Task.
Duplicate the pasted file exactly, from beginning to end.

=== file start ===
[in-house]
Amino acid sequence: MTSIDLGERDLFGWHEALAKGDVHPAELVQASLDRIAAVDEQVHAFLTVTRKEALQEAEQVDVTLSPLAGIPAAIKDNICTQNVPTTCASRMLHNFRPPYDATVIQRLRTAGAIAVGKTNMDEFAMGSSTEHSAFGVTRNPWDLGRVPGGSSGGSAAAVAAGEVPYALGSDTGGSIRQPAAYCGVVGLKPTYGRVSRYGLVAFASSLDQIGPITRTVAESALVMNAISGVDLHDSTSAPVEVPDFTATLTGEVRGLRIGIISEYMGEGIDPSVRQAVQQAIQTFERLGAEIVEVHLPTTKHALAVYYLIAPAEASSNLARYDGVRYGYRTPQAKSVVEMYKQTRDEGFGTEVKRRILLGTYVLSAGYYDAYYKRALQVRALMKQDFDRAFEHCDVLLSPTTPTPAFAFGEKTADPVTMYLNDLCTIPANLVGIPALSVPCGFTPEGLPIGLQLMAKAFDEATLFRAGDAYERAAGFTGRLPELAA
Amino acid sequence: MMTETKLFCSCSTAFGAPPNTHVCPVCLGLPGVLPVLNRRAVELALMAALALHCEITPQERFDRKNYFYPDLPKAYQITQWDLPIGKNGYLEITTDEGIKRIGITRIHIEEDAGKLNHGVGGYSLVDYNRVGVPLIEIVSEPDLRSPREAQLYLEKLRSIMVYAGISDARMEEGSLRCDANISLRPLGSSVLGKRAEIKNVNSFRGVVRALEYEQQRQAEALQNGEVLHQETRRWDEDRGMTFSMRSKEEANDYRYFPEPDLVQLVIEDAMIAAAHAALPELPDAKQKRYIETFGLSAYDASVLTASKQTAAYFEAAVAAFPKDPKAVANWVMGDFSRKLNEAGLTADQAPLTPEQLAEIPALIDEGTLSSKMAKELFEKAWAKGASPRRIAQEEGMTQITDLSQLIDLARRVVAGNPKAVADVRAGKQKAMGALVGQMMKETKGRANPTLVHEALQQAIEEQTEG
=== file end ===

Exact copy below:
[in-house]
Amino acid sequence: MTSIDLGERDLFGWHEALAKGDVHPAELVQASLDRIAAVDEQVHAFLTVTRKEALQEAEQVDVTLSPLAGIPAAIKDNICTQNVPTTCASRMLHNFRPPYDATVIQRLRTAGAIAVGKTNMDEFAMGSSTEHSAFGVTRNPWDLGRVPGGSSGGSAAAVAAGEVPYALGSDTGGSIRQPAAYCGVVGLKPTYGRVSRYGLVAFASSLDQIGPITRTVAESALVMNAISGVDLHDSTSAPVEVPDFTATLTGEVRGLRIGIISEYMGEGIDPSVRQAVQQAIQTFERLGAEIVEVHLPTTKHALAVYYLIAPAEASSNLARYDGVRYGYRTPQAKSVVEMYKQTRDEGFGTEVKRRILLGTYVLSAGYYDAYYKRALQVRALMKQDFDRAFEHCDVLLSPTTPTPAFAFGEKTADPVTMYLNDLCTIPANLVGIPALSVPCGFTPEGLPIGLQLMAKAFDEATLFRAGDAYERAAGFTGRLPELAA
Amino acid sequence: MMTETKLFCSCSTAFGAPPNTHVCPVCLGLPGVLPVLNRRAVELALMAALALHCEITPQERFDRKNYFYPDLPKAYQITQWDLPIGKNGYLEITTDEGIKRIGITRIHIEEDAGKLNHGVGGYSLVDYNRVGVPLIEIVSEPDLRSPREAQLYLEKLRSIMVYAGISDARMEEGSLRCDANISLRPLGSSVLGKRAEIKNVNSFRGVVRALEYEQQRQAEALQNGEVLHQETRRWDEDRGMTFSMRSKEEANDYRYFPEPDLVQLVIEDAMIAAAHAALPELPDAKQKRYIETFGLSAYDASVLTASKQTAAYFEAAVAAFPKDPKAVANWVMGDFSRKLNEAGLTADQAPLTPEQLAEIPALIDEGTLSSKMAKELFEKAWAKGASPRRIAQEEGMTQITDLSQLIDLARRVVAGNPKAVADVRAGKQKAMGALVGQMMKETKGRANPTLVHEALQQAIEEQTEG